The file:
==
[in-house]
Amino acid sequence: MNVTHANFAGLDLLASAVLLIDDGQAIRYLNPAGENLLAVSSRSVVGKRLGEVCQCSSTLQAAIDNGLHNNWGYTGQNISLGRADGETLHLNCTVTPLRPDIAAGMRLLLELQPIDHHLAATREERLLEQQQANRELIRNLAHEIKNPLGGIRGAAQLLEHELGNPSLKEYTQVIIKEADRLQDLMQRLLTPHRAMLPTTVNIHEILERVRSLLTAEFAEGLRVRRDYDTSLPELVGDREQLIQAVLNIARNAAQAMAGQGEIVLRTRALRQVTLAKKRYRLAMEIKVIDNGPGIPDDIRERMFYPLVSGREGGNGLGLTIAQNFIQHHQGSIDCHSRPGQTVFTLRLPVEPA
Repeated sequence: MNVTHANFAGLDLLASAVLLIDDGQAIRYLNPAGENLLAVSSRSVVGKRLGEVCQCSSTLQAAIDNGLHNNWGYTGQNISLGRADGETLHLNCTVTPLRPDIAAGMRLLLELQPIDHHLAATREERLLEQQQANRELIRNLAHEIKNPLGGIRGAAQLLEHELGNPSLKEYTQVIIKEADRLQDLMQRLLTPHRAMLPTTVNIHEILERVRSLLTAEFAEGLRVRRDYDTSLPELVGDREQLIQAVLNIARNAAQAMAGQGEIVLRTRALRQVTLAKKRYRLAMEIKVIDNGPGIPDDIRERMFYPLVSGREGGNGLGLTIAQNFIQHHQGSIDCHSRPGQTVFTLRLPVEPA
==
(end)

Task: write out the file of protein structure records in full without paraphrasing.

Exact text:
[in-house]
Amino acid sequence: MNVTHANFAGLDLLASAVLLIDDGQAIRYLNPAGENLLAVSSRSVVGKRLGEVCQCSSTLQAAIDNGLHNNWGYTGQNISLGRADGETLHLNCTVTPLRPDIAAGMRLLLELQPIDHHLAATREERLLEQQQANRELIRNLAHEIKNPLGGIRGAAQLLEHELGNPSLKEYTQVIIKEADRLQDLMQRLLTPHRAMLPTTVNIHEILERVRSLLTAEFAEGLRVRRDYDTSLPELVGDREQLIQAVLNIARNAAQAMAGQGEIVLRTRALRQVTLAKKRYRLAMEIKVIDNGPGIPDDIRERMFYPLVSGREGGNGLGLTIAQNFIQHHQGSIDCHSRPGQTVFTLRLPVEPA
Repeated sequence: MNVTHANFAGLDLLASAVLLIDDGQAIRYLNPAGENLLAVSSRSVVGKRLGEVCQCSSTLQAAIDNGLHNNWGYTGQNISLGRADGETLHLNCTVTPLRPDIAAGMRLLLELQPIDHHLAATREERLLEQQQANRELIRNLAHEIKNPLGGIRGAAQLLEHELGNPSLKEYTQVIIKEADRLQDLMQRLLTPHRAMLPTTVNIHEILERVRSLLTAEFAEGLRVRRDYDTSLPELVGDREQLIQAVLNIARNAAQAMAGQGEIVLRTRALRQVTLAKKRYRLAMEIKVIDNGPGIPDDIRERMFYPLVSGREGGNGLGLTIAQNFIQHHQGSIDCHSRPGQTVFTLRLPVEPA